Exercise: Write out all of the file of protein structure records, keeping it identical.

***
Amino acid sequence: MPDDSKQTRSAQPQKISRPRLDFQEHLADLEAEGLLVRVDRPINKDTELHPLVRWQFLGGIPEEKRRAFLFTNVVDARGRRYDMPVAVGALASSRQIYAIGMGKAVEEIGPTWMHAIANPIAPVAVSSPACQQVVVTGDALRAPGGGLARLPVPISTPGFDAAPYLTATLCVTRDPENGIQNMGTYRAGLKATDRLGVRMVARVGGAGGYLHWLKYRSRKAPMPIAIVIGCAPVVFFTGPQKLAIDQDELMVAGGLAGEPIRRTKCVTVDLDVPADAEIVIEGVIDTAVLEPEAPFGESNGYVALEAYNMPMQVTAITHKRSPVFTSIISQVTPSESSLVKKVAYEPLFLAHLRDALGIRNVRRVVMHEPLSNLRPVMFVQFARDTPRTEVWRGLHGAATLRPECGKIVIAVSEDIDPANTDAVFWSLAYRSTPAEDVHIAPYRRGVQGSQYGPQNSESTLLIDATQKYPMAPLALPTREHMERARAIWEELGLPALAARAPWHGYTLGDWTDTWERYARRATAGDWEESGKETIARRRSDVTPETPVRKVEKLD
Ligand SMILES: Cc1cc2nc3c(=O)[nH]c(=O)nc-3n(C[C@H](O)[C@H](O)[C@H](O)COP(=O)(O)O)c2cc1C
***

Amino acid sequence: MPDDSKQTRSAQPQKISRPRLDFQEHLADLEAEGLLVRVDRPINKDTELHPLVRWQFLGGIPEEKRRAFLFTNVVDARGRRYDMPVAVGALASSRQIYAIGMGKAVEEIGPTWMHAIANPIAPVAVSSPACQQVVVTGDALRAPGGGLARLPVPISTPGFDAAPYLTATLCVTRDPENGIQNMGTYRAGLKATDRLGVRMVARVGGAGGYLHWLKYRSRKAPMPIAIVIGCAPVVFFTGPQKLAIDQDELMVAGGLAGEPIRRTKCVTVDLDVPADAEIVIEGVIDTAVLEPEAPFGESNGYVALEAYNMPMQVTAITHKRSPVFTSIISQVTPSESSLVKKVAYEPLFLAHLRDALGIRNVRRVVMHEPLSNLRPVMFVQFARDTPRTEVWRGLHGAATLRPECGKIVIAVSEDIDPANTDAVFWSLAYRSTPAEDVHIAPYRRGVQGSQYGPQNSESTLLIDATQKYPMAPLALPTREHMERARAIWEELGLPALAARAPWHGYTLGDWTDTWERYARRATAGDWEESGKETIARRRSDVTPETPVRKVEKLD
Ligand SMILES: Cc1cc2nc3c(=O)[nH]c(=O)nc-3n(C[C@H](O)[C@H](O)[C@H](O)COP(=O)(O)O)c2cc1C